It could be the best-kept secret in town — at least when it comes to solving engineering and design problems affordably.
Today is Senior Design Day at Vanderbilt University, and it means that dozens of engineering students will show off their team solutions to challenges posed to them by corporate sponsors such as Nissan North America, Gresham Smith & Partners, Oreck Corp., the Tennessee Department of Transportation, NASA and CH2M Hill.
Here’s the crux of the matter for the business community. Companies don’t pay for sponsorships but they get to keep the solutions and the intellectual property surrounding them. Sponsors provide the challenge and professional mentoring to participating student for two months.
Senior Design Day, which is in its 10th year, has been gradually growing in recognition and reach, said Cynthia Paschal, associate dean of the Vanderbilt School of Engineering.
“This year we are a little more centrally organized, so hopefully it will have even more impact,” Paschal said.
Projects on display tomorrow at Vanderbilt’s Featheringill Hall from 3-5 p.m. include the following:
• A solution co-sponsored by Oreck and NASA that improved air flow in a ‘next generation’ bagless upright vacuum cleaner. Students used NASA software to design the solution.
• An inventory tracking system for all vehicles produced at Nissan’s Smyrna plant.
• Infrastructure design work for a proposed 233-lot subdivision in Nolensville for Gresham Smith & Partners.
• A design solution at Centennial Park for CH2M Hill that will maximize water usage by using it for irrigation, to help fill the park’s lakes and to enhance other water features at the park.
• The redesign of Tennessee S.R.49 Bridge over the Harpeth River for TDOT.
To view portfolios of all projects for Senior Design Day, go here.
R. Brad Martin, the newly appointed University of Memphis interim president, has Nashville connections (don't they all nowadays?), having earned an MBA from the Owen Graduate School of Management at Vanderbilt University and having served as a board director with Gaylord Entertaiment Inc.
In fact, the 60-year-old Martin, one of the most influential Tennessee-based business people, has made a career of sorts sitting on boards (read more here). Interestingly, the businessman (check his site here) and former state House member, does not hold a doctoral degree — rare for the leader of a Tennessee Board of Regents university but not unacceptable given his interim status.
Martin, a UofM grad who replaces the retiring Shirley Raines, will temporarily oversee a university known for its Fogelman College of Business and Economics, FedEx Institute of Technology and nationally competitive men's basketball program.
Four Vanderbilt University students have been named among the winners of the Social Venture Challenge hosted recently by The Resolution Project nonprofit and the Clinton Global Initiative University. The contest drew more than 300 social entrepreneurship ideas from around the world. The Sustainabears concept by Michael O'Connor, Jim Jin, Shilpa Mokshagundam and Maryli Cheng calls for polystyrene foam to be repurposed as teddy bear packaging.
The Resolution Project has already awarded 63 Resolution Fellowships to young social entrepreneurs with ventures across the globe aimed at tackling some of today’s toughest challenges. Today’s SVC winners will join this Fellowship program, which provides students with seed funding to launch their social ventures, hands-on mentorship and robust support from a team of more than 200 Resolution volunteers, and access to Resolution’s global network of young social entrepreneurs.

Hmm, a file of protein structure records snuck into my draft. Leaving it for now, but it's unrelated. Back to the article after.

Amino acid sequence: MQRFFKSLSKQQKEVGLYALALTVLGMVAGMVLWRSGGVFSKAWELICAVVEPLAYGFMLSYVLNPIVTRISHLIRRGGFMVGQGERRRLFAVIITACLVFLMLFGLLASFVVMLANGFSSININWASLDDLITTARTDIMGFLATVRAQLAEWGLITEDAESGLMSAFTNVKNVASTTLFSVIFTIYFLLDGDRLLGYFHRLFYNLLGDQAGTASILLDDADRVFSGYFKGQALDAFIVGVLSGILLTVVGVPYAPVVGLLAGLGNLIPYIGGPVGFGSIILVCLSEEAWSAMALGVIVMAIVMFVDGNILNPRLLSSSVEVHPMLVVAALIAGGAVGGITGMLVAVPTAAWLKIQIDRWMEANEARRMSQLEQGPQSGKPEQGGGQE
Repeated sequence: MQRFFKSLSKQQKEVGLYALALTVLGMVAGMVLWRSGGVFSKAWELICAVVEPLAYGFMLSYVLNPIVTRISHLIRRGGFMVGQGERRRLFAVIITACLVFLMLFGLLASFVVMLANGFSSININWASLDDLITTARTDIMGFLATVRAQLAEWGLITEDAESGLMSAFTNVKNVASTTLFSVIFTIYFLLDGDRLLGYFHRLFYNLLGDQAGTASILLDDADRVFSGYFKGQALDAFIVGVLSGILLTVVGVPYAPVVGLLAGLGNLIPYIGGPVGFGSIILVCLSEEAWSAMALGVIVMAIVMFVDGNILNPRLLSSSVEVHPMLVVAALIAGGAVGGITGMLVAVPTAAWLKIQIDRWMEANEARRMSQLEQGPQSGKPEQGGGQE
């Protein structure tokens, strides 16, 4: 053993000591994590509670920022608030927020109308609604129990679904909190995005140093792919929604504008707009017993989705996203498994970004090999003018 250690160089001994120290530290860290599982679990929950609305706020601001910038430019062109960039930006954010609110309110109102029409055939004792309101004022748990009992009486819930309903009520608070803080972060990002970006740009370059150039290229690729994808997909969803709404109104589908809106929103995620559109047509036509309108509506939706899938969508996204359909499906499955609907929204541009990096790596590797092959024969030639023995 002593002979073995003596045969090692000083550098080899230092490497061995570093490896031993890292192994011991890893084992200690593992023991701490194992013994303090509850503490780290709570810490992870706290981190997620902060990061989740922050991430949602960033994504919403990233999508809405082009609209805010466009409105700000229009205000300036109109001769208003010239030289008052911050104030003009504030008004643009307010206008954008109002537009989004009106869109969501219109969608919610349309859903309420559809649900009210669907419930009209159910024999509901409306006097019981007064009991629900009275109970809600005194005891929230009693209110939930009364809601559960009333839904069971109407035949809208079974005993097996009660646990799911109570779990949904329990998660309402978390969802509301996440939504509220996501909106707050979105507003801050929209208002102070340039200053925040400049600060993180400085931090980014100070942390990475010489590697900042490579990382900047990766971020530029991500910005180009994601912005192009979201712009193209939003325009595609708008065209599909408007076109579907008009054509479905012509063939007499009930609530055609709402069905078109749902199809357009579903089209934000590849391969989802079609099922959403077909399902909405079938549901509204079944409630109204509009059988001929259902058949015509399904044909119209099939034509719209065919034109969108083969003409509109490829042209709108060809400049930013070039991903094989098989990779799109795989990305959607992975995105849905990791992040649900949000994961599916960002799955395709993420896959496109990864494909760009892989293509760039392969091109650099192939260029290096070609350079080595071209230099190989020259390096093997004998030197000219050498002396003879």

Vanderbilt University has unveiled its annual faculty-staff campaign in an effort to raise at least $1.25 million with at least 1,500 university faculty and staff participants. Read more here at vanderbilt.edu.
The wealthiest Americans are urgently concerned with reducing the national deficit and look favorably on cutting social programs such as Social Security to do so, according to a new study co-authored by Vanderbilt University professor Larry Bartels.
Bartels (pictured) and two researchers from Northwestern University identified 83 Chicago-area respondents willing to be surveyed and who had an average wealth of $14 million, putting them in the top 1 percent of wealth-holders.
Here are some of the survey’s findings:
• The respondents were less willing to pay taxes in order to provide health coverage for U.S. citizens, and they are much less supportive of tax-financed national health insurance.
• They favor lower estate tax rates, are less eager to increase income taxes on high-income people and oppose government action to redistribute income or wealth.
• About 99 percent of those surveyed voted in 2008, and 84 percent said they paid attention to politics most of the time. Two-thirds said they contributed to political campaigns, and they averaged $4,633 to candidates or organizations in the previous year.
• Twenty-one percent of wealthy respondents in the study solicited or “bundled” other peoples’ political contributions, something rarely if ever done by ordinary citizens.
“Most people suspect that the wealthy play a big role in American politics,” Bartels said in a statement to Vanderbilt News Service. “Remarkably, though, we have never had any systematic evidence about their political preferences and behavior. This project begins to fill that gap.”
Bartels and his academic colleagues are seeking funding for a larger national study of the political views of the wealthy.
For more information about the research, go here.
The top floor of Vanderbilt University's Commons Center has achieved Leadership in Energy and Environmental Design gold certification from the U.S. Green Building Council. This marks the 13th LEED-certified project on the VU campus.